It is on the last of these pieces, the CONFESSIO AMANTIS, that Gower's character and reputation as a poet are almost entirely founded. This poem, which bears no immediate reference to the other two divisions, is a dialogue between a lover and his confessor, who is a priest of Venus, and, like the mystagogue in the PICTURE of Cebes, is called Genius. Here, as if it had been impossible for a lover not to be a good catholic, the ritual of religion is applied to the tender passion, and Ovid's Art of Love is blended with the breviary. In the course of the confession, every evil affection of the human heart, which may tend to impede the progress or counteract the success of love, is scientifically subdivided; and its fatal effects exemplifi [...]d by a variety of apposite stories, extracted [Page 4] from classics and chronicles. The poet often introduces or recapitulates his matter in a few couplets of Latin long and short verses. This was in imitation of Boethius.

This poem is strongly tinctured with those pedantic af­fectations concerning the passion of love, which the French and Italian poets of the fourteenth century borrowed from the troubadours of Provence, and which I have above exa­mined at large. But the writer's particular model appears more immediately to have been John of Meun's celebrated ROMAUNT DE LA ROSE. He has, however, seldom attempted to imitate the picturesque imageries, and expressive personifi­cations, of that exquisite allegory. His most striking pour­traits, which yet are conceived with no powers of creation, nor delineated with any fertility of fancy, are IDLENESS, AVA­RICE, MICHERIE or Thieving, and NEGLIGENCE, the [...]ecretary of SLOTH h. Instead of boldly cloathing these qualities with corporeal attributes, aptly and poetically imagined, he coldly yet sensibly describes their operations, and enumerates their properties. What Gower wanted in invention, he supplied from his common-place book; which appears to have been stored with an inexhaustible fund of instructive maxims, pleasant narrations, and philosophical definitions. It seems to have been his object to croud all his erudition into this elaborate performance. Yet there is often some degree of contrivance and art in his manner of introducing and adapting subjects of a very distant nature, and which are totally foreign to his general design.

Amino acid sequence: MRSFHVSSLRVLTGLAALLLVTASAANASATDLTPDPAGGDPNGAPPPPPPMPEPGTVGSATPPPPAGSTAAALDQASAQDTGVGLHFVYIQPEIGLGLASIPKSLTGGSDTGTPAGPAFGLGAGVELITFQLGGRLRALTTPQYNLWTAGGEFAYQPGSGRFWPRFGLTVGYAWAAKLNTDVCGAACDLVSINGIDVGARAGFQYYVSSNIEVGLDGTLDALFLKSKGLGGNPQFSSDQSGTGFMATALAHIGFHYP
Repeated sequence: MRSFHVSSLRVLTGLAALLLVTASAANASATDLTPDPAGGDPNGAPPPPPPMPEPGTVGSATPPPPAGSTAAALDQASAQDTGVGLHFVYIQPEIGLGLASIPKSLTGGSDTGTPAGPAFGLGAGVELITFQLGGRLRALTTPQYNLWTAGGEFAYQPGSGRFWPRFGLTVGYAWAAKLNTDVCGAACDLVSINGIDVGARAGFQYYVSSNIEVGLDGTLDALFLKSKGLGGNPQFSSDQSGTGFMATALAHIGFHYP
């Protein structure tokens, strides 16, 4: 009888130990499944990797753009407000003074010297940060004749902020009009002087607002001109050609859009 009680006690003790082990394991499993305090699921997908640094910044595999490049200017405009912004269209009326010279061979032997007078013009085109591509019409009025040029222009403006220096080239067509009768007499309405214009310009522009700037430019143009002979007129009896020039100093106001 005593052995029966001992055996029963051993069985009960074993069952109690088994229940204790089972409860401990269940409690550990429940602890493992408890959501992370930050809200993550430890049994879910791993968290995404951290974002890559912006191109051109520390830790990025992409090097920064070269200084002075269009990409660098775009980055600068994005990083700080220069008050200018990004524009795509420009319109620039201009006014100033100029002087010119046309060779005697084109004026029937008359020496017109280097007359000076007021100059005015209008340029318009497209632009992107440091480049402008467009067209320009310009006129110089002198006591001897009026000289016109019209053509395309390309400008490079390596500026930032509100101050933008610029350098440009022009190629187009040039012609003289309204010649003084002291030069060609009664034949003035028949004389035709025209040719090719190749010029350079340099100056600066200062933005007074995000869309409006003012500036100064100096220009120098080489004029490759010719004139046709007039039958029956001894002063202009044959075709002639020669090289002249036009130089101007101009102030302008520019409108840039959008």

In the fourth book, our confessor turns chemist; and dis­coursing at large on the Hermetic science, developes its principles, and exposes its abuses, with great penetration i. He delivers the doctrines concerning the vegetable, mineral, [Page 5] and animal stones, to which Falstaffe alludes in Shakespeare k, with amazing accuracy and perspicuity l; although this doctrine was adopted from systems then in vogue, as we shall see below. In another place he applies the Argo­nautic expedition in search of the golden fleece, which he relates at length, to the same visionary philosophy m. Gower very probably conducted his associate Chaucer into these pro­found mysteries, which had been just opened to our country­men by the books of Roger Bacon n.